Refugee Stories

Humans of New York, a photoblog featuring street portraits and interviews, is doing a great job of telling the stories of the refugees trying to reach Europe. As I've noted before, I think the western response to the crisis has been shameful, and the failure to intervene in Syria many years ago a costly mistake. I hope people read these stories and remember their humanity. Here are some quick facts about the refugee crisis, and a map of the main migration routes from Vox. Below is one woman's heart-wrenching story, and I encourage you to read the other stories that can be found on Facebook or the Humans of New York website.

“My husband and I sold everything we had to afford the journey. We worked 15 hours a day in Turkey until we had enough money to leave. The smuggler put 152 of us on a boat. Once we saw the boat, many of us wanted to go back, but he told us that anyone who turned back would not get a refund. We had no choice. Both the lower compartment and the deck were filled with people. Waves began to come into the boat so the captain told everyone to throw their baggage into the sea. In the ocean we hit a rock, but the captain told us not to worry. Water began to come into the boat, but again he told us not to worry. We were in the lower compartment and it began to fill with water. It was too tight to move. Everyone began to scream. We were the last ones to get out alive. My husband pulled me out of the window. In the ocean, he took off his life jacket and gave it to a woman. We swam for as long as possible. After several hours he told me he that he was too tired to swim and that he was going to float on his back and rest. It was so dark we could not see. The waves were high. I could hear him calling me but he got further and further away. Eventually a boat found me. They never found my husband.” (Kos, Greece)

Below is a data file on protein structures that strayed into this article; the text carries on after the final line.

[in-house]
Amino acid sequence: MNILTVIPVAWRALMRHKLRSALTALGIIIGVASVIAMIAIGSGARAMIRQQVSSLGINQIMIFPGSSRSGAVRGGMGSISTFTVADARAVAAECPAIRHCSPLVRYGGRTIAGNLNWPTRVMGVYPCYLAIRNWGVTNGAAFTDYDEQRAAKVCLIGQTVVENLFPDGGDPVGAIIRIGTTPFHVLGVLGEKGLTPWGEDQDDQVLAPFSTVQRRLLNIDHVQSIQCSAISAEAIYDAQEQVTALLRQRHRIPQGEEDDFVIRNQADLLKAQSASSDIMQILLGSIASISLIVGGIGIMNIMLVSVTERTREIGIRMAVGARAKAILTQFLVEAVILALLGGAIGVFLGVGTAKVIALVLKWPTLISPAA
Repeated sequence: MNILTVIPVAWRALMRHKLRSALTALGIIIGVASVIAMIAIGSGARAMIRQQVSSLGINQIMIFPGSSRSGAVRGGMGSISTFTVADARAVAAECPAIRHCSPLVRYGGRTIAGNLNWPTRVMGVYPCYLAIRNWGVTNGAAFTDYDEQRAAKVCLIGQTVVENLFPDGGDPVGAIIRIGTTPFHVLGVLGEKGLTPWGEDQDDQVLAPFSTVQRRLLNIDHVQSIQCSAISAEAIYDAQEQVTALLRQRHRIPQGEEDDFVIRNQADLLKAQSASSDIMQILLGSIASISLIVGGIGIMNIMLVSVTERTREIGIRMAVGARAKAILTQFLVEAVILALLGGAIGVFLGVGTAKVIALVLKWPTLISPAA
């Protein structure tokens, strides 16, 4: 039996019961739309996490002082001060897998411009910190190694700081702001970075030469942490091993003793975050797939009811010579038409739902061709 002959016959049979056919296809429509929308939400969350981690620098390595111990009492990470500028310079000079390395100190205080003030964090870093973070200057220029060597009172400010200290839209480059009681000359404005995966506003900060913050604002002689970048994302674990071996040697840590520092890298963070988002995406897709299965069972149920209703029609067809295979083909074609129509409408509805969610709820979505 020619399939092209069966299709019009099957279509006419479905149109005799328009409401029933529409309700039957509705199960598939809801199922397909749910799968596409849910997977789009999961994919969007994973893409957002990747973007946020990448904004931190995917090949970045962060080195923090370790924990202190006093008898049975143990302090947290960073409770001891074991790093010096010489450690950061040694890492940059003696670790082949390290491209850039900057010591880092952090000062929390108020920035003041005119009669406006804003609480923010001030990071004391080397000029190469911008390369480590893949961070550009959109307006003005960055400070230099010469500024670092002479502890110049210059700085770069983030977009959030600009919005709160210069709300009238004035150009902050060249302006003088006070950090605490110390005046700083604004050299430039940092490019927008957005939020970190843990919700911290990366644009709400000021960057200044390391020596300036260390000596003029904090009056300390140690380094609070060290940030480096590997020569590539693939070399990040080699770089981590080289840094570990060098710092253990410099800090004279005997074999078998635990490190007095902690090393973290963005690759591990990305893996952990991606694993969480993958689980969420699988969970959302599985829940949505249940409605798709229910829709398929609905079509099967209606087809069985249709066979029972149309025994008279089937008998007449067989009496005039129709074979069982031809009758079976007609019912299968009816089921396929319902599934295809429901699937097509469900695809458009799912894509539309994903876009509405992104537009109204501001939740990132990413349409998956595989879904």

Eyes Closed, Walking into the Abyss

In 2013 John Kerry said "our" response to Assad's use of chemical weapons matters because "if we choose to live in the world where a thug and a murderer like Bashar al-Assad can gas thousands of his own people with impunity . . . there will be no end to the test of our resolve and the dangers that will flow from those others who believe that they can do as they will." Since then, the focus has shifted dramatically to ISIS, and many in the west have failed to acknowledge the role of the Assad regime in the crisis. This from the BBC:

IS remains a potent force in Syria and must be countered, but it will not be marching on Damascus anytime soon, contrary to some uninformed fear mongering. Al-Qaeda also poses a pressing and more long-term threat, perhaps more so than has been acknowledged. But at the end of the day, the root cause of the entire Syrian crisis is Assad and his regime . . .

While accommodating Russian and Iranian demands for Assad's survival and potentially even a de facto partition of the country may seem like an attainable objective, this will only prolong and intensify the conflict and will almost certainly spark a jihadist mobilization the like of which the world has never seen.

The vast majority of refugees now entering Europe are fleeing Assad's murder machine, not IS or al-Qaeda. Ever since Syrians took to the streets in March 2011, the Western response has been both feeble and noncommittal, but the world is now in need of real leadership. Unfortunately, it seems our leaders are walking into the abyss with their eyes closed.